Turning an attic into a bedroom will need one type of stair, while accessing a basement or reaching a deck will call for something different. In addition to performing the practical duty of a passageway, most hardwood stairs serve as a design element, presenting strong vertical line and pattern, in a graceful form. A staircase is an opportunity for creative expression.
There is a vast range of options. Even if you start with a basic design, you can customize by selecting from an array of treads, balusters, railings, and moldings. Hardwood stairs come in red oak, poplar, white oak, ash, walnut, mahogany, cherry, and other species.
You can even have illuminated stairs with little ribbons of lights under each stair nosing. Or you could have glass inserts in the treads, with lights in the wood cavity behind the glass.
Spiral stairs don't take up a lot of space, and they are relatively economical. They are ideal for accessing attics or basements, and for two-story additions.
When ordering a spiral stair, you have to select the hand that the railing will be on, as well as the diameter. Most manufacturers offer several standard sizes, including 48", 52", 60", 64", 72", and 78". The 48" size is not recommended for safety reasons.
One key choice you will make when ordering a spiral stair is whether to buy a knocked-down kit which will then be assembled at your home, or a complete pre-assembled unit. Though kits are cheaper and considerably easier to ship, one-piece stairs tend to be more durable, are less likely to come apart, are lighter in weight, and can be installed very quickly.
One-piece spiral stairs also afford a much broader choice in materials - particularly railings - because they're not constrained by the need for easy disassembly and shipping. Many kits come only with flexible vinyl railings.
All wood spiral stairs run from $2,000 to $5,000 or more. Freight would then be added. The freight for a one-piece stair would be $300 or $400 more than for a kit. That is easily made up in the difference of the installation costs.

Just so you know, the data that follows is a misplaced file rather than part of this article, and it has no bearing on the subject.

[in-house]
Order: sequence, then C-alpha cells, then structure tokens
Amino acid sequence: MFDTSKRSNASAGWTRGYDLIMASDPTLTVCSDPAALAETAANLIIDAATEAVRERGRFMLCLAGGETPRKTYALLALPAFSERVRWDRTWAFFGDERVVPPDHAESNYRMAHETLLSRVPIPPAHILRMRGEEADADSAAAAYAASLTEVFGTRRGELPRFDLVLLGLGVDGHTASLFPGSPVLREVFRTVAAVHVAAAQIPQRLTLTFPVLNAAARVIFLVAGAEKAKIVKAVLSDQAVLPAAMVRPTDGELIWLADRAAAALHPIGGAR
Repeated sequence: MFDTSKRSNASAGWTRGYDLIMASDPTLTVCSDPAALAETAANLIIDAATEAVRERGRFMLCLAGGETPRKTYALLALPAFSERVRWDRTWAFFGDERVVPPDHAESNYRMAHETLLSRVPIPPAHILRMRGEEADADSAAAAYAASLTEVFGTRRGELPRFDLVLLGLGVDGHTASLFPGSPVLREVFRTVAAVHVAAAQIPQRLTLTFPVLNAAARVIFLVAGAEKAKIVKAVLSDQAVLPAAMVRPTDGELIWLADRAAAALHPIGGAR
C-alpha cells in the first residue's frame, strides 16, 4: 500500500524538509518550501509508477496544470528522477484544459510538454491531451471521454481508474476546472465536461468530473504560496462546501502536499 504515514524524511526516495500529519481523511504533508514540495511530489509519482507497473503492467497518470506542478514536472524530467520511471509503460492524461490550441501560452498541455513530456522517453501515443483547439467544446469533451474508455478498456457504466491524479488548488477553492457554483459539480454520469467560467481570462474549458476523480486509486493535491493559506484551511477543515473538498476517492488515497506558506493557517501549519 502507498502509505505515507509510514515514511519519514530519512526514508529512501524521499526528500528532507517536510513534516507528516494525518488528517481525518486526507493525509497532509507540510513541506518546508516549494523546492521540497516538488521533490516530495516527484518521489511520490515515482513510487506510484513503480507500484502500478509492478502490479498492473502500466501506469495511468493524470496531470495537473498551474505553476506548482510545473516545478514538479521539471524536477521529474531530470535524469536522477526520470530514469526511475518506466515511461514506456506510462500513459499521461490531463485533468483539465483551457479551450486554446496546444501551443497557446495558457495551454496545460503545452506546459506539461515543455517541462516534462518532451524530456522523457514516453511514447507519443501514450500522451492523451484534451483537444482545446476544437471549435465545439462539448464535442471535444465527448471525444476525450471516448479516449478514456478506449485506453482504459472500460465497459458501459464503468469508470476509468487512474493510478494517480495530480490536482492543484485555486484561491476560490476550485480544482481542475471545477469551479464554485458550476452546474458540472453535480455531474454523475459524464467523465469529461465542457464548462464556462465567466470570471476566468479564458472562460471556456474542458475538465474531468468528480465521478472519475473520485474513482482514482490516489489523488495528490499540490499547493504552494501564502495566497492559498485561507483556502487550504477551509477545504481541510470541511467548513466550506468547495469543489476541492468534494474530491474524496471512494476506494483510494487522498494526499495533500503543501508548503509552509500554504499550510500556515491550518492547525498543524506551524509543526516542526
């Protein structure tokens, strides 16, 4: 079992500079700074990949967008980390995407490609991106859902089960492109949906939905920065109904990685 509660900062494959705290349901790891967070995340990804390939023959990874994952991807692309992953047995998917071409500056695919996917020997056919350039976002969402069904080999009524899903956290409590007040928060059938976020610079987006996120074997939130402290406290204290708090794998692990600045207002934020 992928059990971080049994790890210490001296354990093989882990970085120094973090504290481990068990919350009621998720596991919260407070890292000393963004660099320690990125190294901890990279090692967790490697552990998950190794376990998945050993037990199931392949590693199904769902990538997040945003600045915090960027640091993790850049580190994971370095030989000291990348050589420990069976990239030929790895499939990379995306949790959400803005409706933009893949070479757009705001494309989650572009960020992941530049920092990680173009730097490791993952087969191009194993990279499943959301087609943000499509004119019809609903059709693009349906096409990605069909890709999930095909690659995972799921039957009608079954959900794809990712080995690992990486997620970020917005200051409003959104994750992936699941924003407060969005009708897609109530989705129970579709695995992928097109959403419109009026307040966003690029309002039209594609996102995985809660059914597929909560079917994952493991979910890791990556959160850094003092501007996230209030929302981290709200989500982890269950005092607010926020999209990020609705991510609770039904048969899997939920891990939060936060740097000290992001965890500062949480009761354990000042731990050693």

Some manufacturers build conventional (straight) hardwood stairs in sections, ready to connect end-to-end or at landings. Installation of these units is quick and easy for a professional. The hardest aspect is getting everything level.
Most stairs cost between $1,000 and $2,000 (not including an open railing), but custom-designed products can be a whole lot more. With most pre-built hardwood stairs, the newel posts, railings, and balusters are pre-cut, pre-fitted, and numbered for easy reassembly. But let the professionals tackle this one. It can get tricky.
Most circular stairs are custom designed for high-end houses and installed during house construction. Some come as completely pre-assembled units. It's the balusters and handrails that create the most difficult part of the installation.
These one-piece units can be extremely heavy and awkward to handle, requiring a crane to help put them in place. The more typical option is to pre-cut all the materials and have the assembly done at the job site.
Circular stairs will start at about $10,000 and can reach all the way up to $100,000 for highly custom units. The average is in the neighborhood of $25,000.
All stairs have to conform to architectural standards and local building codes (which typically follow the national standards). This is because the location of railings and balusters, width and depth of treads, and height of risers, affect the ease and safety of using a stair.
Standards allow a maximum riser height of 7 3/4 inches, and a minimum tread depth of 9 inches plus a 1 inch nosing. Despite the fact that the steeper stairs are acceptable to many codes, some experts still believe they are prone to cause more accidents.
And I agree with them – especially if you have very young, or very old, people in the house. You should call you city or county building department to find out what the codes are in your area.
When ordering spiral stairs, pay special attention to where measurements must be taken for code acceptance. Many codes demand a minimum of 9 to 10 inch tread depth at a point 12 to 14 inches from the narrow end. You'll also find restrictions on head height clearance and railing construction and placement.
The key is to be sure that any hardwood stair you buy will not only meet codes but be an attractive, safe, and easy-to-use addition to your home.